Antigone: An Arabian Tragedy is a theatrically and morally bold production.
Anouilh’s version of Antigone was written during the Nazi occupation of France. Set in that period, it creates the precedent for placing this Greek tragedy in an alternative context from the original, thus illustrating the timelessness of its themes.
Although set in two contrasting ages, its relevance to any time or place is ingeniously heightened by locating some characters in yet other settings and times. The classical chorus becomes a modern television news team, providing background to the crisis and relating the progress of events as the tragedy unfolds. Once it’s over they rapidly move on to the next big story, an implied criticism of media coverage of such events. There is a guard, an American soldier, who moves between the Arabian and Celtic settings but belongs to neither.
The production allows the mind to wander over a number of meanings. It provokes a range of questions not least concerning why the Arabic version sounds and looks far more aggressive than the Celtic one. For those musing on interpretations involving the Arab Spring, I am assured by cast members it has nothing to do with it. This play is less about specifics and more concerned with the overriding issue of an individual’s right to defy those in authority in the name of justice and in obedience to one’s beliefs and a higher power.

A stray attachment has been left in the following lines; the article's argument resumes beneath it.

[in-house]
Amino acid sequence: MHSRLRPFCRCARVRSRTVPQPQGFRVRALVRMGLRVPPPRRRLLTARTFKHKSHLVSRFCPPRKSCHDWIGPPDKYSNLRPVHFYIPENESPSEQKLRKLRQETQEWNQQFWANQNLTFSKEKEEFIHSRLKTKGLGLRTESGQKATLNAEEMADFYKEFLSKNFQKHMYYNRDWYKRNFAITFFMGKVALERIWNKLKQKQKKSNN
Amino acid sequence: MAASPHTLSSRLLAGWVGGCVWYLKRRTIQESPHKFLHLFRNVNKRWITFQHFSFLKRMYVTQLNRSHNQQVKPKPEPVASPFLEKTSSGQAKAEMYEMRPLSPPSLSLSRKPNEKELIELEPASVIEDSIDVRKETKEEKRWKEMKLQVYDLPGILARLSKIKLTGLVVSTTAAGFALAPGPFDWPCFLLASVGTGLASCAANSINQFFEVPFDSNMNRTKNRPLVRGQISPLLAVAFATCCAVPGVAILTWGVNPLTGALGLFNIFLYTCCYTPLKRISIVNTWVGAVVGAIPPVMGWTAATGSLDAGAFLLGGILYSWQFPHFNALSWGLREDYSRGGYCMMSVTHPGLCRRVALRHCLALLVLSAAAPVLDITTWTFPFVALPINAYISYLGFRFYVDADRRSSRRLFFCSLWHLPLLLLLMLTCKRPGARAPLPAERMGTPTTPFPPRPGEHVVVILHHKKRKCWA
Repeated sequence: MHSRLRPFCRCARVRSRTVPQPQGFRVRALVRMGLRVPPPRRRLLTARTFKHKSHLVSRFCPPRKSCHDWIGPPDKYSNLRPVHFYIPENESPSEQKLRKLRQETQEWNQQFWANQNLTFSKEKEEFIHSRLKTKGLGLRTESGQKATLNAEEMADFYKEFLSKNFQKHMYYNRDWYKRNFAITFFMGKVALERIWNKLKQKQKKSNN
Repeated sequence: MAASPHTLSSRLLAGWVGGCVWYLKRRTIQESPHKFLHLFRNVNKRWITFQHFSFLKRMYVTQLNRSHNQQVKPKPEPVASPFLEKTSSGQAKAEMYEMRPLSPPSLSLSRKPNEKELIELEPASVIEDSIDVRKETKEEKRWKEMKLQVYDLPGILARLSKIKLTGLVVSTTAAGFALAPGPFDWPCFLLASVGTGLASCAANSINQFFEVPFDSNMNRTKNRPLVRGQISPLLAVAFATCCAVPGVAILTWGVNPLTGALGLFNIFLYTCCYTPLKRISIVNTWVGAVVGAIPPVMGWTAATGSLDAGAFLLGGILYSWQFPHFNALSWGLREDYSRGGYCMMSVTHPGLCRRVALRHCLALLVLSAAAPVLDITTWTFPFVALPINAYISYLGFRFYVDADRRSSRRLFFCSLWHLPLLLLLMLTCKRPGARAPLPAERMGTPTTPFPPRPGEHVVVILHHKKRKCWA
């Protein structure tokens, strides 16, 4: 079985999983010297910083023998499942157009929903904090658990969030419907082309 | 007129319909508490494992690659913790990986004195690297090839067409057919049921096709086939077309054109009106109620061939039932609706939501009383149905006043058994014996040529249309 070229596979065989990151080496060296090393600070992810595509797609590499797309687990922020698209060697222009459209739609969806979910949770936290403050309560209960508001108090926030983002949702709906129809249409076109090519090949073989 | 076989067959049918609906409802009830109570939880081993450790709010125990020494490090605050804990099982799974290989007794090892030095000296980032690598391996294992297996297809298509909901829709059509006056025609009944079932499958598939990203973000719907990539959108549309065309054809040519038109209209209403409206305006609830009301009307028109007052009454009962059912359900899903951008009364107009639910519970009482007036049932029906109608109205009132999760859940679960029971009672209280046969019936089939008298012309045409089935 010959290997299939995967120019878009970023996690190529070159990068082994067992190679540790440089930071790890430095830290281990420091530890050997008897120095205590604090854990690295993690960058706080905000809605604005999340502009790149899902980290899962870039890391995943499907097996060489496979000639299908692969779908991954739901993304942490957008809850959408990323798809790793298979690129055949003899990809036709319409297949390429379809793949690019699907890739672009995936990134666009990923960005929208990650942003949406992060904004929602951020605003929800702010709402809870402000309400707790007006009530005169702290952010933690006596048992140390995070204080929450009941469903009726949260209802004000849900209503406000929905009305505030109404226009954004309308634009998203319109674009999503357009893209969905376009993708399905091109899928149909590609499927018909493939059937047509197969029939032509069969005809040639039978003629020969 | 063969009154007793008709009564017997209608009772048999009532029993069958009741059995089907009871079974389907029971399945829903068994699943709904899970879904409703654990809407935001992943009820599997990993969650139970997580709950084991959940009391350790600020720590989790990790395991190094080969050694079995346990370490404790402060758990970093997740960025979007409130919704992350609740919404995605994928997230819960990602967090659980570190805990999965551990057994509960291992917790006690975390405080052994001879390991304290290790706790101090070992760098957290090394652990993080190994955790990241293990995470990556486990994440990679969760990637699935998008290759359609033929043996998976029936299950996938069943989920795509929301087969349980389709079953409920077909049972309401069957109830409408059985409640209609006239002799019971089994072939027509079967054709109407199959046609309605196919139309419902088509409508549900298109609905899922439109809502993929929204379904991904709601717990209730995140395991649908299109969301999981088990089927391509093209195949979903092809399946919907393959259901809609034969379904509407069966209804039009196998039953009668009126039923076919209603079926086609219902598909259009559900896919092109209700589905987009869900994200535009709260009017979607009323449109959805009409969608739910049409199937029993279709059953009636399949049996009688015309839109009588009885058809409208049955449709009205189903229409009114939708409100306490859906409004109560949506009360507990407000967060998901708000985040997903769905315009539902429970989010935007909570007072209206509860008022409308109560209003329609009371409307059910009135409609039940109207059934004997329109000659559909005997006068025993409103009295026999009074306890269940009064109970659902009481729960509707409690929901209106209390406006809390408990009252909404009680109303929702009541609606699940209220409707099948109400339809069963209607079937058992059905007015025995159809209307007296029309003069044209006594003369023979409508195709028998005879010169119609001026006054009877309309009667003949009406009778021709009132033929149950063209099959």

A cast of fourteen international actors from the Middle East present this adaptation which further enhances the universality of its message and here are strong performances all round. At times having two sets of conversations running together can be distracting and difficult to follow, but this does not occur throughout and it is fascinating at times to listen to one and look at the other. Antigone: An Arabian Tragedy is a theatrically and morally bold production that should provoke lively discussion in both areas.